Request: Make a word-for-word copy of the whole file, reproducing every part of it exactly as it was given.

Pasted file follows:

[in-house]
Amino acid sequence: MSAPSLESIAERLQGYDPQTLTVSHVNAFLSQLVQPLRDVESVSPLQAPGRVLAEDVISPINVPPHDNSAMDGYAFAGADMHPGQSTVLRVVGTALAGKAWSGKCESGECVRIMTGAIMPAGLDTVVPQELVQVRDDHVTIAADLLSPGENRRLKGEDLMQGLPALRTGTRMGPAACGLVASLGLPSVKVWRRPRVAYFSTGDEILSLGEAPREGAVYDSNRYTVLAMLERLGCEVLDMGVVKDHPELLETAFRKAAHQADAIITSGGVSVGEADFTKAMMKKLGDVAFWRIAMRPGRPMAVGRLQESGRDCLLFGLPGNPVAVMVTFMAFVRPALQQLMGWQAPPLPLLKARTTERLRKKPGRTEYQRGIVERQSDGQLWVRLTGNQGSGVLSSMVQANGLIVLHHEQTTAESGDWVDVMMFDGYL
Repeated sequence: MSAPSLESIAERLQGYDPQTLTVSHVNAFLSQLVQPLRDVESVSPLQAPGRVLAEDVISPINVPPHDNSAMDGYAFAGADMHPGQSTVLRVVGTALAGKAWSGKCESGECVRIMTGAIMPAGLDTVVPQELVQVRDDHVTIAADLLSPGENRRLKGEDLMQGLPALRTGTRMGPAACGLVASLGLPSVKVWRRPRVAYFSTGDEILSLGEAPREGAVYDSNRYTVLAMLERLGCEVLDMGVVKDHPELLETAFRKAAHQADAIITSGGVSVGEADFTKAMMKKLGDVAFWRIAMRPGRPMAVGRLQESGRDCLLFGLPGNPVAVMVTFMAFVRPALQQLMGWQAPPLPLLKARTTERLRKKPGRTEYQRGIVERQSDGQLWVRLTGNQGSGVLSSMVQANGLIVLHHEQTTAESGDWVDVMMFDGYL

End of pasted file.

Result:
[in-house]
Amino acid sequence: MSAPSLESIAERLQGYDPQTLTVSHVNAFLSQLVQPLRDVESVSPLQAPGRVLAEDVISPINVPPHDNSAMDGYAFAGADMHPGQSTVLRVVGTALAGKAWSGKCESGECVRIMTGAIMPAGLDTVVPQELVQVRDDHVTIAADLLSPGENRRLKGEDLMQGLPALRTGTRMGPAACGLVASLGLPSVKVWRRPRVAYFSTGDEILSLGEAPREGAVYDSNRYTVLAMLERLGCEVLDMGVVKDHPELLETAFRKAAHQADAIITSGGVSVGEADFTKAMMKKLGDVAFWRIAMRPGRPMAVGRLQESGRDCLLFGLPGNPVAVMVTFMAFVRPALQQLMGWQAPPLPLLKARTTERLRKKPGRTEYQRGIVERQSDGQLWVRLTGNQGSGVLSSMVQANGLIVLHHEQTTAESGDWVDVMMFDGYL
Repeated sequence: MSAPSLESIAERLQGYDPQTLTVSHVNAFLSQLVQPLRDVESVSPLQAPGRVLAEDVISPINVPPHDNSAMDGYAFAGADMHPGQSTVLRVVGTALAGKAWSGKCESGECVRIMTGAIMPAGLDTVVPQELVQVRDDHVTIAADLLSPGENRRLKGEDLMQGLPALRTGTRMGPAACGLVASLGLPSVKVWRRPRVAYFSTGDEILSLGEAPREGAVYDSNRYTVLAMLERLGCEVLDMGVVKDHPELLETAFRKAAHQADAIITSGGVSVGEADFTKAMMKKLGDVAFWRIAMRPGRPMAVGRLQESGRDCLLFGLPGNPVAVMVTFMAFVRPALQQLMGWQAPPLPLLKARTTERLRKKPGRTEYQRGIVERQSDGQLWVRLTGNQGSGVLSSMVQANGLIVLHHEQTTAESGDWVDVMMFDGYL